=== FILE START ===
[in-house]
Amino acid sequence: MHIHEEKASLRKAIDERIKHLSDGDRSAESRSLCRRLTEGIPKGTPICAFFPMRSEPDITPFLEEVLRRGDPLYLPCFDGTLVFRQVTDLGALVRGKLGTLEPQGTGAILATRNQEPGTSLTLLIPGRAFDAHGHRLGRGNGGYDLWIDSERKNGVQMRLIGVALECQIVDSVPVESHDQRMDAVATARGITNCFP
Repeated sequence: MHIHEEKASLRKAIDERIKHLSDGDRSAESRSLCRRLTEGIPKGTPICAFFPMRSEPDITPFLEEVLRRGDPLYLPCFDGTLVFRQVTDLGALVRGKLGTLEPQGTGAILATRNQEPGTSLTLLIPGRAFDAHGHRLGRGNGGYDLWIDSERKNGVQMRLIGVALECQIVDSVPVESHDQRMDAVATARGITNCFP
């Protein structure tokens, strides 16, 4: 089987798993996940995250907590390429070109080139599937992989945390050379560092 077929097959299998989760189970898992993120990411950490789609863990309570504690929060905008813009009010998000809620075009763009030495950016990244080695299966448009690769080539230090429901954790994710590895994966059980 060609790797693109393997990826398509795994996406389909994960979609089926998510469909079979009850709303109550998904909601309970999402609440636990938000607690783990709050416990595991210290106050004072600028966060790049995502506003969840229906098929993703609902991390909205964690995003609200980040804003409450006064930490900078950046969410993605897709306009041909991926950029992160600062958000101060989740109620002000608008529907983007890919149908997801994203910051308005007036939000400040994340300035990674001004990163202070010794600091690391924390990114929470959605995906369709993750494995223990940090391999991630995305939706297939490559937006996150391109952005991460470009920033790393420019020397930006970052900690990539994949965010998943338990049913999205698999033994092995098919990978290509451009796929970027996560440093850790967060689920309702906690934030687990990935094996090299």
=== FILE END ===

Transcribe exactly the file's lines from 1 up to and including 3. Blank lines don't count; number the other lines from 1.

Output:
[in-house]
Amino acid sequence: MHIHEEKASLRKAIDERIKHLSDGDRSAESRSLCRRLTEGIPKGTPICAFFPMRSEPDITPFLEEVLRRGDPLYLPCFDGTLVFRQVTDLGALVRGKLGTLEPQGTGAILATRNQEPGTSLTLLIPGRAFDAHGHRLGRGNGGYDLWIDSERKNGVQMRLIGVALECQIVDSVPVESHDQRMDAVATARGITNCFP
Repeated sequence: MHIHEEKASLRKAIDERIKHLSDGDRSAESRSLCRRLTEGIPKGTPICAFFPMRSEPDITPFLEEVLRRGDPLYLPCFDGTLVFRQVTDLGALVRGKLGTLEPQGTGAILATRNQEPGTSLTLLIPGRAFDAHGHRLGRGNGGYDLWIDSERKNGVQMRLIGVALECQIVDSVPVESHDQRMDAVATARGITNCFP